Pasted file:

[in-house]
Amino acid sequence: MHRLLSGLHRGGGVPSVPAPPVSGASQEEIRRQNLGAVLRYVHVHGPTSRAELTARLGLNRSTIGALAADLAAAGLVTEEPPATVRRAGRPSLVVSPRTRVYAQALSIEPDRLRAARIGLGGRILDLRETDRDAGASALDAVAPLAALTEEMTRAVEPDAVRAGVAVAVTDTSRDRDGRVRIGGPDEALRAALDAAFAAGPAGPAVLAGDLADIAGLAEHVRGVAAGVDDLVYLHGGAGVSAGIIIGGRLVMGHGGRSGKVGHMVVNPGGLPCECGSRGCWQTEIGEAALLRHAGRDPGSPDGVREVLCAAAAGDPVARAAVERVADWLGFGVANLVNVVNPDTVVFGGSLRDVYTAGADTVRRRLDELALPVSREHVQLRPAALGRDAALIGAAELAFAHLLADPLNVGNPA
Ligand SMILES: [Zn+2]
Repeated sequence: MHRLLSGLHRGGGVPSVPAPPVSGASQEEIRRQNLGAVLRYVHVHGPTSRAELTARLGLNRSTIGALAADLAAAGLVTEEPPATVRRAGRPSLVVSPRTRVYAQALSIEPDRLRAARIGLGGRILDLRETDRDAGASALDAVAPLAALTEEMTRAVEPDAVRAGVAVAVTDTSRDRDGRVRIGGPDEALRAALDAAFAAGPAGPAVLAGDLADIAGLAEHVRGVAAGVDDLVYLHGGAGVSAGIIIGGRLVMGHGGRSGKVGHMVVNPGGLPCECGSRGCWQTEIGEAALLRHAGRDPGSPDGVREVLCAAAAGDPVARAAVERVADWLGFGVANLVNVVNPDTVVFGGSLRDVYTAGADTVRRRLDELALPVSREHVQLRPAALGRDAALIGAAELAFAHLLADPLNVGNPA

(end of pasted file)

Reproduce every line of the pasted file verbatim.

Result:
[in-house]
Amino acid sequence: MHRLLSGLHRGGGVPSVPAPPVSGASQEEIRRQNLGAVLRYVHVHGPTSRAELTARLGLNRSTIGALAADLAAAGLVTEEPPATVRRAGRPSLVVSPRTRVYAQALSIEPDRLRAARIGLGGRILDLRETDRDAGASALDAVAPLAALTEEMTRAVEPDAVRAGVAVAVTDTSRDRDGRVRIGGPDEALRAALDAAFAAGPAGPAVLAGDLADIAGLAEHVRGVAAGVDDLVYLHGGAGVSAGIIIGGRLVMGHGGRSGKVGHMVVNPGGLPCECGSRGCWQTEIGEAALLRHAGRDPGSPDGVREVLCAAAAGDPVARAAVERVADWLGFGVANLVNVVNPDTVVFGGSLRDVYTAGADTVRRRLDELALPVSREHVQLRPAALGRDAALIGAAELAFAHLLADPLNVGNPA
Ligand SMILES: [Zn+2]
Repeated sequence: MHRLLSGLHRGGGVPSVPAPPVSGASQEEIRRQNLGAVLRYVHVHGPTSRAELTARLGLNRSTIGALAADLAAAGLVTEEPPATVRRAGRPSLVVSPRTRVYAQALSIEPDRLRAARIGLGGRILDLRETDRDAGASALDAVAPLAALTEEMTRAVEPDAVRAGVAVAVTDTSRDRDGRVRIGGPDEALRAALDAAFAAGPAGPAVLAGDLADIAGLAEHVRGVAAGVDDLVYLHGGAGVSAGIIIGGRLVMGHGGRSGKVGHMVVNPGGLPCECGSRGCWQTEIGEAALLRHAGRDPGSPDGVREVLCAAAAGDPVARAAVERVADWLGFGVANLVNVVNPDTVVFGGSLRDVYTAGADTVRRRLDELALPVSREHVQLRPAALGRDAALIGAAELAFAHLLADPLNVGNPA